Fast Five Quiz: Test Your Knowledge of Human Papillomavirus

William James, MD


September 29, 2017

The following are 2015 guidelines on HPV screening and management from a guidance panel cosponsored by the Society of Gynecologic Oncology and the American Society for Colposcopy and Cervical Pathology:

  • A negative high-risk HPV test provides greater reassurance of a low risk for CIN grade 3 or cancer (CIN3+) than does a negative cytology result.

  • Because of equivalent or superior effectiveness, primary high-risk HPV screening can be considered an alternative to current US cytology-based cervical cancer screening methods. Cytology alone and co-testing remain the screening options specifically recommended in major guidelines.

  • On the basis of limited data, triage of high-risk HPV-positive women using a combination of genotyping for HPV 16 and 18 and reflex cytology for women positive for the 12 other high-risk HPV genotypes appears to be a reasonable approach to managing high-risk HPV-positive women.

  • Rescreening after a negative primary high-risk HPV screen should occur no sooner than every 3 years.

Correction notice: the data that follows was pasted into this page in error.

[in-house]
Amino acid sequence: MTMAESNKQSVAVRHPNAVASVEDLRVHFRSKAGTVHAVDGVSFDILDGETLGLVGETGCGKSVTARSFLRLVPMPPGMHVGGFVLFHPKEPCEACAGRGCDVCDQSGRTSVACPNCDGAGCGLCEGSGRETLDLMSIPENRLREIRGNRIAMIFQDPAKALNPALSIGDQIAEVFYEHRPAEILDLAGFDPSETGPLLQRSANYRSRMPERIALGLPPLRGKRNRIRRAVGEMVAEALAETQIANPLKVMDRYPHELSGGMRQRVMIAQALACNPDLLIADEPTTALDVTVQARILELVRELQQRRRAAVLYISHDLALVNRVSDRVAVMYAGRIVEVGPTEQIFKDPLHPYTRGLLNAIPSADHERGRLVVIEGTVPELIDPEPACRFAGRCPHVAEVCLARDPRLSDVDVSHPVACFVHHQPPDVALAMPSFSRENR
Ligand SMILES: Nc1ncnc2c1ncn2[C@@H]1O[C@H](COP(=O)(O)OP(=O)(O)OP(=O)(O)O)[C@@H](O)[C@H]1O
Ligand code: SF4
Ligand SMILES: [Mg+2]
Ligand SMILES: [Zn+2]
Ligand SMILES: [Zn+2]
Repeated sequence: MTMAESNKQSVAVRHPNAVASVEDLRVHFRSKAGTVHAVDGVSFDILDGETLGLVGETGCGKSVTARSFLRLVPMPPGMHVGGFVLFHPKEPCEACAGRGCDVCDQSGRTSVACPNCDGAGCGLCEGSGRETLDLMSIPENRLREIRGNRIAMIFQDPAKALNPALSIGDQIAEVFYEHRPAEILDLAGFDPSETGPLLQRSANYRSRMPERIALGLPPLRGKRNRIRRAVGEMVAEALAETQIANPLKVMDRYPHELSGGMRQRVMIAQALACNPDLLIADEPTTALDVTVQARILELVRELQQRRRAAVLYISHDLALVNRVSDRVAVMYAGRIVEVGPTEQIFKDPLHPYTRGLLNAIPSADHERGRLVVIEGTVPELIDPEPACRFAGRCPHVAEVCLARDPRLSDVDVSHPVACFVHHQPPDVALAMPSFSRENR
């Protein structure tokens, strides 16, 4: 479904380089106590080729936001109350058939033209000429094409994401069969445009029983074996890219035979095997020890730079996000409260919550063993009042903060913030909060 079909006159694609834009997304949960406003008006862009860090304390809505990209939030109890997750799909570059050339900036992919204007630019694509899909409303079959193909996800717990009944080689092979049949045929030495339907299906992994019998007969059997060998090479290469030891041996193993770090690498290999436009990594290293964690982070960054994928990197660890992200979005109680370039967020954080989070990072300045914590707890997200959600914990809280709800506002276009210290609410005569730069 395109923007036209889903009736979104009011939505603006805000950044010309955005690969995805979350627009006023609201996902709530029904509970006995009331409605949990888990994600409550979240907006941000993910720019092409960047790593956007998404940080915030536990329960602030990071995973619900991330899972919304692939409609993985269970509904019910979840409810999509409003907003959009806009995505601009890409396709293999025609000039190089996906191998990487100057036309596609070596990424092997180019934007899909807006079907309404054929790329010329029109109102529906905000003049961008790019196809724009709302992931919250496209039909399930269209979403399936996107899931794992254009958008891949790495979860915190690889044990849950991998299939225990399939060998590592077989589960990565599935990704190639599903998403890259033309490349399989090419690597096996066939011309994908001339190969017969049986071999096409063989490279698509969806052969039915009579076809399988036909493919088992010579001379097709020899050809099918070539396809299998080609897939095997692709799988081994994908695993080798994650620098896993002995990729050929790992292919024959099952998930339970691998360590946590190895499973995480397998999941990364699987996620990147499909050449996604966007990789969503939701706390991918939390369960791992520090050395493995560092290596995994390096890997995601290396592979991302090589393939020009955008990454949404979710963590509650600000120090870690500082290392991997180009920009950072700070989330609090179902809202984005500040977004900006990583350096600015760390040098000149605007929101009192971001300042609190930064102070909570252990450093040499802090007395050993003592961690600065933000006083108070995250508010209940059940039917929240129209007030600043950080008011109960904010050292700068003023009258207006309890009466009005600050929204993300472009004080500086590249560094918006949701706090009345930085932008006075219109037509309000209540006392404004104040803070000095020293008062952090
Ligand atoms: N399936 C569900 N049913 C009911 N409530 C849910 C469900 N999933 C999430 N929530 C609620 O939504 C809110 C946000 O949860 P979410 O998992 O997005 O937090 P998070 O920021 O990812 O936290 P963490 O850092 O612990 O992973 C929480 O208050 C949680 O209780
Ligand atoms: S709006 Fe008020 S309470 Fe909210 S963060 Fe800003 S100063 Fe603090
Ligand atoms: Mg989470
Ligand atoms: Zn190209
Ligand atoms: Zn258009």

• Primary high-risk HPV screening should not be initiated before age 25 years.

  • Although primary HPV screening at age 25-29 years may increase CIN3 detection, further research is needed to determine the effect of increased number of colposcopies, integration with screening before age 25 years, and actual effect on cancer prevention.

New guidelines for primary prevention of cervical cancer and screening to prevent invasive cervical cancer were also recently published by the American Society of Clinical Oncology.

For more on the workup of HPV, read here.


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